Standout Pitching Featured in This Series

Marquee pitching matchups the focus as Cubs and their fans invade Miller Park for four-game series against Brewers.

No matter how hard people try, life usually doesn't follow a script. And baseball games seldom are won on paper.

However, this week's four-game series between Milwaukee and Chicago, a battle at Miller Park for first place in the National League's Central Division, could go down as one of the most memorable in recent history if the pitching matchups live up to the statistics and hype.

Both managers, Ned Yost of the Brewers and Lou Piniella of the Cubs, have lined up their starting staffs accordingly since the All-Star break, so regardless of how much they downplay this end-of-July rendezvous, it's big in the clubhouses and in the stands—let's hope Milwaukee supporters can offset the hordes of Flatlanders coming through the turnstiles.

Tonight's opener features a battle of southpaws as Chicago's Ted Lilly (10-6, 4.49) opposes CC Sabathia, who's only 10-8 overall but has posted a 4-0 mark with three consecutive complete games and 1.36 ERA since arriving from Cleveland.

Lilly was 1-1 against Milwaukee last year and lost to Jeff Suppan and the Brewers, 8-2, in game two of the teams' season-opening series at Wrigley Field. Sabathia was roughed up in his only career start with the Indians against Chicago to the tune of nine runs in 2.1 innings, although he's allowed only 20 hits in 33 innings with 31 strikeouts with Milwaukee.

Tuesday's confrontation features two common adversaries in Chicago's Carlos Zambrano (11-4, 2.96) and Milwaukee's Ben Sheets (10-3, 2.87). Zambrano and Sheets each went 2-1 against their rivals a year ago, including splitting the contests in which they faced each other.

These two right-handers squared off again in the season opener. Neither allowed a run but weren't around when the outcome was decided. Sheets defeated Jason Marquis in the second series at Wrigley and has held Cubs' hitters to a .132 average in his two appearances.

Meanwhile, Zambrano hooked up with young Brewers' standout Yovani Gallardo in the teams' May 1 contest, the one in which Gallardo tore his ACL. The Big Z also wasn't involved in the decision that day.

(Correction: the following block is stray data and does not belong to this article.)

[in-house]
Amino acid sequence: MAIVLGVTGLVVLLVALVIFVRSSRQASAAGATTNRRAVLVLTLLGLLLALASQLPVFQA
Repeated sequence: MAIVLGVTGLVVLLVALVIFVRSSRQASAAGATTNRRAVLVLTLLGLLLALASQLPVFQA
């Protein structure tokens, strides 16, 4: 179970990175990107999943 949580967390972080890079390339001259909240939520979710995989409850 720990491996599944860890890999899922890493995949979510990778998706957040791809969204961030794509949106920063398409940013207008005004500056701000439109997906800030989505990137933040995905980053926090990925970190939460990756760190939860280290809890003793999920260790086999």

Wednesday's third game features the North Siders' Ryan Dempster (11-4, 2.99) against Manny Parra (9-3, 3.72). Dempster defeated Dave Bush in his first outing against the Brewers and then was the winner as the Cubs blasted Suppan for six runs in the first inning and 11 total in 3.2 innings. Chicago also stamped Derrick Turnbow's ticket out of Milwaukee with six runs in two-thirds of an inning in the hosts' 19-5 triumph.

Thursday afternoon's finale obviously gives the edge to the Cubs, with newly acquired Rich Harden—Chicago's response to the Brewers' trade for Sabathia—facing Bush.

Harden (5-2, 2.10) has struck out at least 10 in all three of his Chicago outings but hasn't tasted victory because of the Cubs' lack of run support. Bush (5-8, 4.51) has been much better in July but didn't look good in his first outing since Yost started the home-away platoon with Bush and Seth McClung. Bush also lost three times to the Cubs last year, including two at home, where he usually performs much better.

What happens should this talented lineup of starters not live up to expectations? Well, neither team's bullpen has fared particularly well this year against each other.

Chicago closer Kerry Wood, who will miss this series because he's on the disabled list with a blister problem, probably won't mind being out of action because Milwaukee scored three runs against him in the ninth inning of the season opener that the Brewers then won in 10 innings because Eric Gagne gave the three runs right back on Kosuke Fukodome's three-run homer.

Then the Brewers reached Wood for three more runs to win the May 1 Zambrano-Gallardo matchup.

Carlos Marmol, who went 2-0 vs. the Brewers a year ago, has taken over that role while Salomon Torres has racked up 19 of his 20 saves since taking the job away from Gagne.

Obviously, a key will be which team's offense can do the most damage or at least neutralize some of this fantastic pitching. But that's why they play the games, right?

Is this series do or die for either team? Nope. However, it could go a long way in determining any tiebreaker situations later on. But it is big for the Brewers because they, even though they finished 7-0 at San Francisco and St. Louis right after the All-Star break, face the dog days of August with 17 of 27 away from home and can use all of the momentum they can get.

So this scribe feels that Milwaukee must at least gain a split before making a second trip to Atlanta and stopping for three more against Cincinnati, a divisional foe that has proved troublesome for the Crew this season.


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